Senator LYNCH - There is more land available in Western Australia, in proportion to its size, than in any other State of the group, but there is also in that young State an indication of a need for some such remedy as this Bill applies. Even in Western Australia, as I shall show later on, we are sorely in need - though not to so large an extent as in the eastern States - of the remedy which this Bill proposes to apply. I will show very effectively before I have finished that such is the case in Western Australia. That problem necessarily involves unimproved land values taxa tion, because we are unable to provide land for settlement by any other means. Of course, other devices, such as closer settlement policies, have been resorted to by the States, relying largely upon the private efforts of the large land-owners, but our experience has clearly shown that those devices have proved hopelessly inadequate. Consequently, the time has arrived in the history of our country when some effective remedy needs to be applied in order to provide land for our land seekers. I am not forgetting the efforts that have been made by State Governments to preserve something like an even balance in the distribution of the public estate. In nearly every other State Acts of Parliament have been passed embodying provisions limiting the area which a person could acquire from the Crown. But at the same time no steps were taken to prevent large estates being acquired by other means. The result has been that, while we have been endeavouring to shut the stable door in one direction, the horses have been simply streaming out at the other end of the stable. The folly of inserting restrictive provisions of the kind I have mentioned in the State Acts, and at the same time not destroying the means by which" land can be accumulated in the hands of a few, is like the folly of a man passing along a country road and carefully shutting the gates behind him, whilst at the same time the fences are broken down on every side. Strong objection has been taken to the provisions of this Bill for the taxing of city lands. It has already been acknowledged that the aim of the Labour party is to secure for the community some portion of the increased value which land has received through the pressure of population. Of course, it is not proposed by this Bill to burst up city properties. "No one would seriously think of such a thing. What is intended is that those blocks of land within our large cities and suburbs that have increased so enormously in value, shall be called upon to hand back a portion of that added value which the expenditure of public money to meet the necessities of the people has conferred.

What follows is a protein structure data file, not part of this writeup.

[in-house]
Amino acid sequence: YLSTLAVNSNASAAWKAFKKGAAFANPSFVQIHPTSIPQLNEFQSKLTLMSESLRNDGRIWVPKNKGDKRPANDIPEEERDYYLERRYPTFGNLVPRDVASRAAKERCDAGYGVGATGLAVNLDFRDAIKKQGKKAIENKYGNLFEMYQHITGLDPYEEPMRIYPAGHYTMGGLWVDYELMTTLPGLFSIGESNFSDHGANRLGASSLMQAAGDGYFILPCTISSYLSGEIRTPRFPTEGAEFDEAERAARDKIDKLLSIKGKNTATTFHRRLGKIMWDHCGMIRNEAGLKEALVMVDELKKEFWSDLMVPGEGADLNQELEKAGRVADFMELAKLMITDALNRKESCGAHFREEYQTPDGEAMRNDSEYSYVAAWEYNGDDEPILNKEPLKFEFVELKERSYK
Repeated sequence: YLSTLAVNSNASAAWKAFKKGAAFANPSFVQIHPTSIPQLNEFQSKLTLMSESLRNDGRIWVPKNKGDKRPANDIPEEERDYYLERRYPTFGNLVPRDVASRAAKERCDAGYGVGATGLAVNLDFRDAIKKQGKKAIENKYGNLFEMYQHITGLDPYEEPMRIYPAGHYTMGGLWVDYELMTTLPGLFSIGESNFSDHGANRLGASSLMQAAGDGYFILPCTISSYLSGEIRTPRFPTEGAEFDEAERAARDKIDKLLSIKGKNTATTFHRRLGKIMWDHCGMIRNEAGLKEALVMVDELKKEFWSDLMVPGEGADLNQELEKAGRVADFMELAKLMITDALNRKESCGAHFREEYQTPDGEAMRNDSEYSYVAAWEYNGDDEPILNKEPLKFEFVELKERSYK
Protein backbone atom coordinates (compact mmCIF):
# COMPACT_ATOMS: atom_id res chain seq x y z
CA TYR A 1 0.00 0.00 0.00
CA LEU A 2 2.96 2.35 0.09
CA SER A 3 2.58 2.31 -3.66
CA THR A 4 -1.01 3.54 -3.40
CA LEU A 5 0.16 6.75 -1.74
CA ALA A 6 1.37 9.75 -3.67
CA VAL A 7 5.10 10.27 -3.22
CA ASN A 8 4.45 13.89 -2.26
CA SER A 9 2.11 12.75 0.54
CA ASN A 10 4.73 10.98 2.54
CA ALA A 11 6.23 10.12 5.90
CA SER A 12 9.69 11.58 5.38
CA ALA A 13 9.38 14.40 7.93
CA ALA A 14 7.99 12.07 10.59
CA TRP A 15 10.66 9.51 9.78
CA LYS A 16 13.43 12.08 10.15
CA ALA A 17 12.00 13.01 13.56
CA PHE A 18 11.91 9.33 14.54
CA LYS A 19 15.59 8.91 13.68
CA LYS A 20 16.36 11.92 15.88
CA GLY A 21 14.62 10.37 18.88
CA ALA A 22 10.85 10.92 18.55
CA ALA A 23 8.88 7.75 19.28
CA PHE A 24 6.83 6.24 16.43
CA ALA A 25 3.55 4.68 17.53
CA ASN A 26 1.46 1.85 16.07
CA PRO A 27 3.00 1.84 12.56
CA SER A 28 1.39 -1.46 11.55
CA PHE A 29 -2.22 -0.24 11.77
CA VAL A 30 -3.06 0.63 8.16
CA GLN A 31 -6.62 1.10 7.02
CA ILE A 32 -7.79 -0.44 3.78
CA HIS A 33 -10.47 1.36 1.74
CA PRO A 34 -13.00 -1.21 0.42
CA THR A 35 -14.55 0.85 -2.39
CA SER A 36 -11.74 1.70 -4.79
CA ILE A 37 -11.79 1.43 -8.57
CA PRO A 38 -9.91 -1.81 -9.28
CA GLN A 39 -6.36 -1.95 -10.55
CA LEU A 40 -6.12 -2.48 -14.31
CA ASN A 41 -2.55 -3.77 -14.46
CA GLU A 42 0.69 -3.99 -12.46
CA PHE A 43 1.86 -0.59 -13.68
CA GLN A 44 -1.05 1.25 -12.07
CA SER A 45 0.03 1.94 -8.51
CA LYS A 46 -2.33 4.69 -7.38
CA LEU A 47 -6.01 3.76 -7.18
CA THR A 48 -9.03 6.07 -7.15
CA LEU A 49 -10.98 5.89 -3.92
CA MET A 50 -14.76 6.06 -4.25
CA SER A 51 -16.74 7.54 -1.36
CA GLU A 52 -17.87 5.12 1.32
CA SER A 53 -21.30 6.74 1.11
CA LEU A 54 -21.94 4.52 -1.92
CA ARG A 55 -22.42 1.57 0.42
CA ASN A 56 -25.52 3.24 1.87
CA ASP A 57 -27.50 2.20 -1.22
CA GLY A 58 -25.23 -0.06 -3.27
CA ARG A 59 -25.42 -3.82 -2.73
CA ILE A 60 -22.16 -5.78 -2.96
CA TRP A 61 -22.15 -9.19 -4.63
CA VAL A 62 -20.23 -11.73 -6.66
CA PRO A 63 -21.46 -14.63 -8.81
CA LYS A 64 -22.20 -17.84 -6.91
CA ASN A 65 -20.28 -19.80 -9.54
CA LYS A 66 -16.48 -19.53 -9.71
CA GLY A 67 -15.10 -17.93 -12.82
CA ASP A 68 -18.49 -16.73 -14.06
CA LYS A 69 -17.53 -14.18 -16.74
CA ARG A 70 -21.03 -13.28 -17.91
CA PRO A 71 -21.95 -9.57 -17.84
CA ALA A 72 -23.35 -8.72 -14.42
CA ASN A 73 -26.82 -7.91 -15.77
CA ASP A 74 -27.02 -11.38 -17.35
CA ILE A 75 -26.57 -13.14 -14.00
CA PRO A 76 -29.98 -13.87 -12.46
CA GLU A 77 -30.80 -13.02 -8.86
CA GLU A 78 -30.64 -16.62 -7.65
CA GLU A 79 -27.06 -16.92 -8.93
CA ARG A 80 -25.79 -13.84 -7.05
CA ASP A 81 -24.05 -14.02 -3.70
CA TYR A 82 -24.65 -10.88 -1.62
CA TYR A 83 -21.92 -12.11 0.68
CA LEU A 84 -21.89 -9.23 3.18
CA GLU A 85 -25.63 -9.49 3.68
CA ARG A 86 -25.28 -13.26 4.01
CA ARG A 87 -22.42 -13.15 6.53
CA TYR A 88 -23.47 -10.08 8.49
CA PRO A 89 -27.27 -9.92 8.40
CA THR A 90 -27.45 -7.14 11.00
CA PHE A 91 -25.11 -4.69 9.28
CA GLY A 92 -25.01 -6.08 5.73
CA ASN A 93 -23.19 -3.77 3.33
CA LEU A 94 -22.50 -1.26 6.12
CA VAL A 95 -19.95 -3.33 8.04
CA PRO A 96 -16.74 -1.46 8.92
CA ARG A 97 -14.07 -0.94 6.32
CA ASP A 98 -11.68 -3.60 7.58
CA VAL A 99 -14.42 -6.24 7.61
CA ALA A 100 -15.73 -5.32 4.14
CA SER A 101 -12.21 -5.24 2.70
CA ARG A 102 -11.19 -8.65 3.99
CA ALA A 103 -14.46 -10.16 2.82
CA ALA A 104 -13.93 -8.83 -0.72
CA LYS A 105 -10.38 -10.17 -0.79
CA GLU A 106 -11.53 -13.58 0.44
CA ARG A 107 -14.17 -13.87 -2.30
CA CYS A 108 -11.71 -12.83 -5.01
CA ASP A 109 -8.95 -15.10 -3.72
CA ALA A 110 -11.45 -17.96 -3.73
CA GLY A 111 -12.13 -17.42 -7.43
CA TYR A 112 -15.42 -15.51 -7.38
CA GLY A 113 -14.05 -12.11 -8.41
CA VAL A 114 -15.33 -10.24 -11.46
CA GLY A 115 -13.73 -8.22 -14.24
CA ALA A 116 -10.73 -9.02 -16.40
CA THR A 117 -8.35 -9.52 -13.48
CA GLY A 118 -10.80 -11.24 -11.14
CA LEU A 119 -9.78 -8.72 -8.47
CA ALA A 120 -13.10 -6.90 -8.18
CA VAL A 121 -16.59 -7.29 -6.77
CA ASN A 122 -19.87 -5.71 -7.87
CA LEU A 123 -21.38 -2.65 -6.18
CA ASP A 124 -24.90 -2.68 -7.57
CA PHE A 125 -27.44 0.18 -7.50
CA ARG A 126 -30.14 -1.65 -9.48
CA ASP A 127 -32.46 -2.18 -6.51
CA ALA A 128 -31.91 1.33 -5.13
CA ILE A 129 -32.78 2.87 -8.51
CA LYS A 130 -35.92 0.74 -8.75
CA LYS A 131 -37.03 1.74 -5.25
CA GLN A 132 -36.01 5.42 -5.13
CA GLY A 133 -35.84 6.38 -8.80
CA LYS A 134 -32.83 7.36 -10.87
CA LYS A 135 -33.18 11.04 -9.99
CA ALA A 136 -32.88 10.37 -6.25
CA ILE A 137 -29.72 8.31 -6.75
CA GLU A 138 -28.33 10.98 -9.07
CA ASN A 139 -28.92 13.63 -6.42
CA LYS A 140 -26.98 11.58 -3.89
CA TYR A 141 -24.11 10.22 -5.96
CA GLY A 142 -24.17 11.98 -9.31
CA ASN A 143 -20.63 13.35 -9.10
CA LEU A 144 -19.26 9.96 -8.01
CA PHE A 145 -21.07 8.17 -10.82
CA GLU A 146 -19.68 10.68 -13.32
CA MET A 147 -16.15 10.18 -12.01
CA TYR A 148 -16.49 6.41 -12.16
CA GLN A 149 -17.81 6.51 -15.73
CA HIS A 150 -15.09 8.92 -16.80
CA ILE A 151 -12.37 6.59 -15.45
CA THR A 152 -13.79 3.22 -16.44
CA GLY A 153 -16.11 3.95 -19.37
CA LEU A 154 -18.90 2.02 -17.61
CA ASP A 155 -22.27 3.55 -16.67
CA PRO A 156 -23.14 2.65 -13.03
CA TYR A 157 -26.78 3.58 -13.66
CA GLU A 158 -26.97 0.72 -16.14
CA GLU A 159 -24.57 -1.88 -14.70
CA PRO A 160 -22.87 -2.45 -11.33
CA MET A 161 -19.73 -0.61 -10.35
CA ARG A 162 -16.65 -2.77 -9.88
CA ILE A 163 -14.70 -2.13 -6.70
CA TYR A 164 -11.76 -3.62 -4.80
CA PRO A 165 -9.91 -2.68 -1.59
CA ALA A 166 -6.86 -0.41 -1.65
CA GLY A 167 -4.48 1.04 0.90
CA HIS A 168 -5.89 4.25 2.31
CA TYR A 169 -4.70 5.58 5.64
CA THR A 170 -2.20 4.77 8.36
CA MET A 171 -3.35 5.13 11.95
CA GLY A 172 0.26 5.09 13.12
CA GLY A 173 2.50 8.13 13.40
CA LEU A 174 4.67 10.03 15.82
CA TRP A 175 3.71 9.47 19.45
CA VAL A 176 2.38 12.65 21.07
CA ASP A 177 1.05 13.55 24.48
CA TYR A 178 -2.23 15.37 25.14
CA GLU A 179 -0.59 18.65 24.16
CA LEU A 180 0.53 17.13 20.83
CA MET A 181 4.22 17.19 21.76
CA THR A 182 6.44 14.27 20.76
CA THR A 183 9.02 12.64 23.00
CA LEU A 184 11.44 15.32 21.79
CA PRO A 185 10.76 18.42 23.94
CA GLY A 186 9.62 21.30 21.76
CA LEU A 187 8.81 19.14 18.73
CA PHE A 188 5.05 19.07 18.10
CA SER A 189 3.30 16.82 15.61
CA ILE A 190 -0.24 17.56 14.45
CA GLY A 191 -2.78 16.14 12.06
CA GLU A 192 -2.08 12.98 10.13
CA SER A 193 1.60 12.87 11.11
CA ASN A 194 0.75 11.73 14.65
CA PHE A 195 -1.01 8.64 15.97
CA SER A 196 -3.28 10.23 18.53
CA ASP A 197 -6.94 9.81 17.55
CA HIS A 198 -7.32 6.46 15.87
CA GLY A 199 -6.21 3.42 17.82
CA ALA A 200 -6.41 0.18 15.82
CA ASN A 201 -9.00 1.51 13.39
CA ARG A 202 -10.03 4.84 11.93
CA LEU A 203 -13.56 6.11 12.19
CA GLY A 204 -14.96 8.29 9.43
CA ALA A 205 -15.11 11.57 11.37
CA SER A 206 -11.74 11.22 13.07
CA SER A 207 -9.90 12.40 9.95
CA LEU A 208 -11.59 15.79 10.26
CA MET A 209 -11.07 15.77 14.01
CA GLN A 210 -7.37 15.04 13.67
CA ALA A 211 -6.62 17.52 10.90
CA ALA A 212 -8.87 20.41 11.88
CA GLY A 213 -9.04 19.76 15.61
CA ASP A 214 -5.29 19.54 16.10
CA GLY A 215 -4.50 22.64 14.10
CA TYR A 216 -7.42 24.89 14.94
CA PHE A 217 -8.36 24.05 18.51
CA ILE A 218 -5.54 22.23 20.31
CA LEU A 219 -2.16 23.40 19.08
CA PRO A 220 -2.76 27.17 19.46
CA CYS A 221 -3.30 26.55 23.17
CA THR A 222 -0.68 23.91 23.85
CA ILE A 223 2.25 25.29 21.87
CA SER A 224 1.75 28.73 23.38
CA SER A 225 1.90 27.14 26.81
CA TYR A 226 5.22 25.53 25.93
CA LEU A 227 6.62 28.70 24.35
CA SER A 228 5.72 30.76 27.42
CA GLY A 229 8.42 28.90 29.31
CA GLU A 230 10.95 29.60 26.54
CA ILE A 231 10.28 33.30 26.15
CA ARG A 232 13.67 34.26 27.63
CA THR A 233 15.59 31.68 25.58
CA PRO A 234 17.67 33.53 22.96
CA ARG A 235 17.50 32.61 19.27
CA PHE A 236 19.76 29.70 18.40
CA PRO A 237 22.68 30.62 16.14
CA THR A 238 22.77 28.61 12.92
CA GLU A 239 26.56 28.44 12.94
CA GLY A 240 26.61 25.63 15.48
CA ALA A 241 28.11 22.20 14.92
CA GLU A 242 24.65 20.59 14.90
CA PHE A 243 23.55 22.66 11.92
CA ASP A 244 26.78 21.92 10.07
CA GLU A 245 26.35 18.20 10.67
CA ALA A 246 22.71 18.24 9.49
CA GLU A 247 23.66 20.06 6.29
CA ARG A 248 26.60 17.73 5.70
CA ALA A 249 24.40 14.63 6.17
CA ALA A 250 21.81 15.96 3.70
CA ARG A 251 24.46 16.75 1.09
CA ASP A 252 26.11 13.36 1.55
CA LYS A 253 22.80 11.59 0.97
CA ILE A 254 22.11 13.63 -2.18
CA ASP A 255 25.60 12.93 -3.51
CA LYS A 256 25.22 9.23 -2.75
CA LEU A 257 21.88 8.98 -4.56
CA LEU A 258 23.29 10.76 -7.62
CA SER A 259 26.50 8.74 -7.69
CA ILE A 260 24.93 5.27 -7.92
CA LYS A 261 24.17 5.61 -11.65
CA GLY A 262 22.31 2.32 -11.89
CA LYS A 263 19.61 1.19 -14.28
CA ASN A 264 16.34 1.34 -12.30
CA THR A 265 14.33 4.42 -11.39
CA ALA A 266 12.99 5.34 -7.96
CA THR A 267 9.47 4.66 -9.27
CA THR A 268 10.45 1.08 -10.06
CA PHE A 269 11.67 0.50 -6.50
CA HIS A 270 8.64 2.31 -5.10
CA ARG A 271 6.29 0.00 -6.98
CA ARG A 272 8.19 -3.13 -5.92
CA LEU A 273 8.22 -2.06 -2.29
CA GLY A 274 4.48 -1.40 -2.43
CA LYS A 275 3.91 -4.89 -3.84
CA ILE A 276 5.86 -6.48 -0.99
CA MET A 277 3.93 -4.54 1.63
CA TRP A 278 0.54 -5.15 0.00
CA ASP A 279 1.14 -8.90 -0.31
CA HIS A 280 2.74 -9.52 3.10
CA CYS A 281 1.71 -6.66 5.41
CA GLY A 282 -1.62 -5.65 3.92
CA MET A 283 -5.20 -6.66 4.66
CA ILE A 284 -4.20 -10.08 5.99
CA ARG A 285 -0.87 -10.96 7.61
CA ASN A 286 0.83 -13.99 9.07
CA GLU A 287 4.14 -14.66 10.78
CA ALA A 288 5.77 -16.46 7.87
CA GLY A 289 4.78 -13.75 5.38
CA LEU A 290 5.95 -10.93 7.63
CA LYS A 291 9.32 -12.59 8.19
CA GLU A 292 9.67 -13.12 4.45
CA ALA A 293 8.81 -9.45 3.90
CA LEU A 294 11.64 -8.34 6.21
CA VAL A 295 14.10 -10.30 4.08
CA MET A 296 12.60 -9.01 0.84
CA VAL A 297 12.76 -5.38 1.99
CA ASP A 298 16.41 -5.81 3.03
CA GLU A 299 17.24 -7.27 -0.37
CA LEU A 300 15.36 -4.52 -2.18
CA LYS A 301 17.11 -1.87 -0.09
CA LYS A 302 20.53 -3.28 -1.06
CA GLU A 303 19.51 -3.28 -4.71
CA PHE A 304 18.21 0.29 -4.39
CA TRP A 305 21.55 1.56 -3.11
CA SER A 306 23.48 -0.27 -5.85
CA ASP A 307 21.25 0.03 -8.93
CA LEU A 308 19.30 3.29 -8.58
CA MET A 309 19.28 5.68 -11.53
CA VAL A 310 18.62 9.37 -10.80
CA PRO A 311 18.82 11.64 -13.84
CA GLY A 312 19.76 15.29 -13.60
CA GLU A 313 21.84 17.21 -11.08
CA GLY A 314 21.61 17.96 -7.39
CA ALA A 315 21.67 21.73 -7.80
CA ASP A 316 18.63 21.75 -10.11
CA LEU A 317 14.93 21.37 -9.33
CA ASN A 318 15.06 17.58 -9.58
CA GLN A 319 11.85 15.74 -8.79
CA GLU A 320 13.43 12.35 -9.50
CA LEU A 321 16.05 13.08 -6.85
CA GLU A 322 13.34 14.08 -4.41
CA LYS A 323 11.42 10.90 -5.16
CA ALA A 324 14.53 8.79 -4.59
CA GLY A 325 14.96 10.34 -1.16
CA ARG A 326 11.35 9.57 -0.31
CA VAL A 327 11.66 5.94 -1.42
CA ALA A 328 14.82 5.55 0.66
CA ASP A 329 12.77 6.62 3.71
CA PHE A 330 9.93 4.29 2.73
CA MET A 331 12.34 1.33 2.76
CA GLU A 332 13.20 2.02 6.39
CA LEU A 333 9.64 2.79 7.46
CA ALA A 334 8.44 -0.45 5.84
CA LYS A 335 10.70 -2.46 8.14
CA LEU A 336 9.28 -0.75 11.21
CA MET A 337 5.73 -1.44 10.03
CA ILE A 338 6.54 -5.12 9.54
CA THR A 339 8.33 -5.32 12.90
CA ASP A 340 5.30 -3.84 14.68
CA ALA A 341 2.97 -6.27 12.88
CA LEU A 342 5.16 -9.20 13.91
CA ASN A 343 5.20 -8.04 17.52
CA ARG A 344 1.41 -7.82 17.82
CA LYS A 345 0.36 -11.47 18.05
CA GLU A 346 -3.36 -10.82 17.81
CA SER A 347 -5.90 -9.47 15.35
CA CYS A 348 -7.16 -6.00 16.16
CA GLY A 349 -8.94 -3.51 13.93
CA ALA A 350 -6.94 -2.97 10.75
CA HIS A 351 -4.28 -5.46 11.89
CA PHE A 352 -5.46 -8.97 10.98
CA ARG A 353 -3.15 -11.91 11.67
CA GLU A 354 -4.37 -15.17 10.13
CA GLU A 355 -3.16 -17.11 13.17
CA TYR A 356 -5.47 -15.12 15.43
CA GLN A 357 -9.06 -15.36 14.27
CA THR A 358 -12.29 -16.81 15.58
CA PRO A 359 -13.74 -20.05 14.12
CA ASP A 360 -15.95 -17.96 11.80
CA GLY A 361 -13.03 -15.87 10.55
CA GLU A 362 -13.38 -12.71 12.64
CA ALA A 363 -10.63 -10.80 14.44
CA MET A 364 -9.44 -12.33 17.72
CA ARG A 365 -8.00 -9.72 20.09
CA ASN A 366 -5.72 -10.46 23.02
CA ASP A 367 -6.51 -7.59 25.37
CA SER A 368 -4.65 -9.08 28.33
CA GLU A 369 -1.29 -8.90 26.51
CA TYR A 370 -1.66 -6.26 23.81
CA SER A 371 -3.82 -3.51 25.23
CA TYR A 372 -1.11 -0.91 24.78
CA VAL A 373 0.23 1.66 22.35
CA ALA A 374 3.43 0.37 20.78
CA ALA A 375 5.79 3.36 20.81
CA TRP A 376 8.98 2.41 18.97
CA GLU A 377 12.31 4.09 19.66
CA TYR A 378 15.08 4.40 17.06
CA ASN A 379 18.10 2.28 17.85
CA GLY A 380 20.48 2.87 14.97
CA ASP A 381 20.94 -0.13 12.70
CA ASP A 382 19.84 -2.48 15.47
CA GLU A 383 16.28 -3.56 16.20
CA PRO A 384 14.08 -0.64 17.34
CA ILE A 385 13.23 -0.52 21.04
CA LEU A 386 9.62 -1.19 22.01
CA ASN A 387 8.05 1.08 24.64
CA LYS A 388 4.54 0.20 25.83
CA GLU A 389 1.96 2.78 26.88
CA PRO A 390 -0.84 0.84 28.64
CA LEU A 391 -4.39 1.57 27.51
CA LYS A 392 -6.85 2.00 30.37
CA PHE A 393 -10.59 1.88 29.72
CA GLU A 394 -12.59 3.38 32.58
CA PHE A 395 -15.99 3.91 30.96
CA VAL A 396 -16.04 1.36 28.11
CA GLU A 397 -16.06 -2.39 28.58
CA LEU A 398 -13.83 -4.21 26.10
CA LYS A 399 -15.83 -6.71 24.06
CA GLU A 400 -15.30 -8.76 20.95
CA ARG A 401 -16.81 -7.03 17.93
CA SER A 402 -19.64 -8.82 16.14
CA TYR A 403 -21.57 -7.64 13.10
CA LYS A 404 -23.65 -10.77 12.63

Senator Millen - Is there any evidence that that added value is being secured by means of this Bill?


Senator LYNCH - I contend that the Bill represents an effective step in that direction. The honorable senator knows perfectly well that the Constitution would not permit any difference to be made between city and country lands.


Senator Millen - That is not what I mean.


Senator LYNCH - The honorable senator is well acquainted with the Constitution, and he knows that it would not permit us to differentiate between city and country lands.


Senator Millen - The honorable senator's contention is that the unearned increment can be taken by the State. If so, there should be no exemption under this Bill.


Senator LYNCH - That is so, and there would not be if it were not for the Constitution.


Senator Millen - The Constitution does not enforce a £5,000 exemption.


Senator LYNCH - Public policy does.


Senator Millen - The necessity for getting votes does.


Senator LYNCH - Public policy requires that we should not tax the man with less than £5,000 worth of land. If we had proposed to tax land right down to £1 worth, Senator Millen would have been the first to raise a cry about the iniquity of the Labour party in taxing the man who was putting his land to the best possible use. Now that we propose to draw the line so as to exempt those who are putting the land they hold to its best use, the honorable senator is throwing all sorts of obstacles in our way. We desire that land which is put to its best use shall not be taxed, and that those who hold land in large areas, and prevent its occupation by the people, shall be obliged to return a portion of the increase of value given to it by public expenditure, and the increase of population. I was about to cite an example, the fairness of which Senator Millen, as an old land taxer, must acknowledge. Some time ago a block of land, an acre in extent, was sold in Melbourne, representing part of the estate of the late Mr. Watson. It realized something like £600,000. Will Senator Millen, or any other member of the Senate, contend that, since the establishment of Melbourne, the owner of that land added so much to the value of it by any efforts of his own? Is it not fair that the people should obtain a return of some of the enormous additional value given to that acre of land? It should be remembered that we have not yet reached the ultimate value of lands in our great cities. We know that in London land is valued at as high as £1,000,000 per acre, and there is no reason why, in the course of time, land in Melbourne and in Sydney should not be valued at as high a figure.